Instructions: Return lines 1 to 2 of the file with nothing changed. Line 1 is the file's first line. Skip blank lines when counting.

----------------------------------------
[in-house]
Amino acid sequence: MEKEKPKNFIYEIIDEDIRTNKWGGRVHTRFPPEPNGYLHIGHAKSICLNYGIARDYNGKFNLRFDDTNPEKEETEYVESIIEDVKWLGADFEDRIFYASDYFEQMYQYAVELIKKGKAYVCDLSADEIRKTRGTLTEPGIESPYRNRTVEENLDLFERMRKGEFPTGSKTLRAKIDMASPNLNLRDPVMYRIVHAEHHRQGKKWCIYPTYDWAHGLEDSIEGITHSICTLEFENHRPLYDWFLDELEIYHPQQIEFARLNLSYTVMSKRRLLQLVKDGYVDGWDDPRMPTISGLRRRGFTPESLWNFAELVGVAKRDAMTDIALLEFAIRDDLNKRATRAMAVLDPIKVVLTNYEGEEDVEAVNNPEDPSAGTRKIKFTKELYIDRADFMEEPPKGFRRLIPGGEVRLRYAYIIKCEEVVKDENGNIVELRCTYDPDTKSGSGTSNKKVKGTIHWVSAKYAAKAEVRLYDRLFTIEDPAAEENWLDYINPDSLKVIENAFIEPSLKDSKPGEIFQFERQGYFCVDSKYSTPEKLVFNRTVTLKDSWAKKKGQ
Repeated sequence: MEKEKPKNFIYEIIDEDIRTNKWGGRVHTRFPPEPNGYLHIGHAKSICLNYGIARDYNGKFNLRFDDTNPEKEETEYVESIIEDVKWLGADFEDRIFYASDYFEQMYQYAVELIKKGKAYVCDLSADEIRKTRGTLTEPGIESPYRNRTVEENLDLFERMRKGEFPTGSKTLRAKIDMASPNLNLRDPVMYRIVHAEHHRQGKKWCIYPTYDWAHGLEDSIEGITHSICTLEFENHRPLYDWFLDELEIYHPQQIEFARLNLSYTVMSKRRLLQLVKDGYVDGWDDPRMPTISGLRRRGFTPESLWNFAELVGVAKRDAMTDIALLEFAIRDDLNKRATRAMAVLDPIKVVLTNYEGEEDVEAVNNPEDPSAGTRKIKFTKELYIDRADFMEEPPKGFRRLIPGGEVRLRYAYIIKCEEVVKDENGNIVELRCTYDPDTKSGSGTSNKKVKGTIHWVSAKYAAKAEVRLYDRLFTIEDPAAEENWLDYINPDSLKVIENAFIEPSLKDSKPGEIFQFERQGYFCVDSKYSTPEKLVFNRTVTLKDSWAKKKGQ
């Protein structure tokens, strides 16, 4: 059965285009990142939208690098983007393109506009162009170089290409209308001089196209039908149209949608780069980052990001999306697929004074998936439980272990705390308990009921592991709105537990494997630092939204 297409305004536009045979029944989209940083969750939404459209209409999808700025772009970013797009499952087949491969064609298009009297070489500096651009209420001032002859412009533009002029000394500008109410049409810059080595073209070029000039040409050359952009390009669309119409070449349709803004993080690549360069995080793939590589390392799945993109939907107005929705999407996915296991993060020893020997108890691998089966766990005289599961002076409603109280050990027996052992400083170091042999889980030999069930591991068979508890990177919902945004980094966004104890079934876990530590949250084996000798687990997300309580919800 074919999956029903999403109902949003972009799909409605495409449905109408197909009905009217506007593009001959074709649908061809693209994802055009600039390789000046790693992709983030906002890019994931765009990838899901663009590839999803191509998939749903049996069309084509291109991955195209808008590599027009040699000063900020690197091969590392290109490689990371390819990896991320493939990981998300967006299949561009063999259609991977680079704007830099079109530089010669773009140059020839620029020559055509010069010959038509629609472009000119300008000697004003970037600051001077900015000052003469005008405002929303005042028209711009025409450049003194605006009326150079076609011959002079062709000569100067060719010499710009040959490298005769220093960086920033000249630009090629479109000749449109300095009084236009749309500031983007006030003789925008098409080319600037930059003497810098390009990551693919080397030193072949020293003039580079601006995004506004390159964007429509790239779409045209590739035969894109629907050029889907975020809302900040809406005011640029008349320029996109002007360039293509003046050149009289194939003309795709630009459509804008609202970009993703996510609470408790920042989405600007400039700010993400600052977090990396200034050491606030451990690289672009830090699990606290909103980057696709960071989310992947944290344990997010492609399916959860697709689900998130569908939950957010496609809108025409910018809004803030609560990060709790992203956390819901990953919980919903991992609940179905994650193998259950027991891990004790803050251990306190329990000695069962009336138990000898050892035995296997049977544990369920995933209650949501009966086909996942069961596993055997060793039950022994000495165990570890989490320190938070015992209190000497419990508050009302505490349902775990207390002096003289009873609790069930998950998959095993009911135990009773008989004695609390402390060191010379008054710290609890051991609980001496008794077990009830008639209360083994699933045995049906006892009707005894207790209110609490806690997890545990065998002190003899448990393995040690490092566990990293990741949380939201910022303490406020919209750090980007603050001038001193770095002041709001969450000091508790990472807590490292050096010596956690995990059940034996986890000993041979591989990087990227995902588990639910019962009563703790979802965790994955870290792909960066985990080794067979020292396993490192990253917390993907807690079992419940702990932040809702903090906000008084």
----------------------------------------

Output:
[in-house]
Amino acid sequence: MEKEKPKNFIYEIIDEDIRTNKWGGRVHTRFPPEPNGYLHIGHAKSICLNYGIARDYNGKFNLRFDDTNPEKEETEYVESIIEDVKWLGADFEDRIFYASDYFEQMYQYAVELIKKGKAYVCDLSADEIRKTRGTLTEPGIESPYRNRTVEENLDLFERMRKGEFPTGSKTLRAKIDMASPNLNLRDPVMYRIVHAEHHRQGKKWCIYPTYDWAHGLEDSIEGITHSICTLEFENHRPLYDWFLDELEIYHPQQIEFARLNLSYTVMSKRRLLQLVKDGYVDGWDDPRMPTISGLRRRGFTPESLWNFAELVGVAKRDAMTDIALLEFAIRDDLNKRATRAMAVLDPIKVVLTNYEGEEDVEAVNNPEDPSAGTRKIKFTKELYIDRADFMEEPPKGFRRLIPGGEVRLRYAYIIKCEEVVKDENGNIVELRCTYDPDTKSGSGTSNKKVKGTIHWVSAKYAAKAEVRLYDRLFTIEDPAAEENWLDYINPDSLKVIENAFIEPSLKDSKPGEIFQFERQGYFCVDSKYSTPEKLVFNRTVTLKDSWAKKKGQ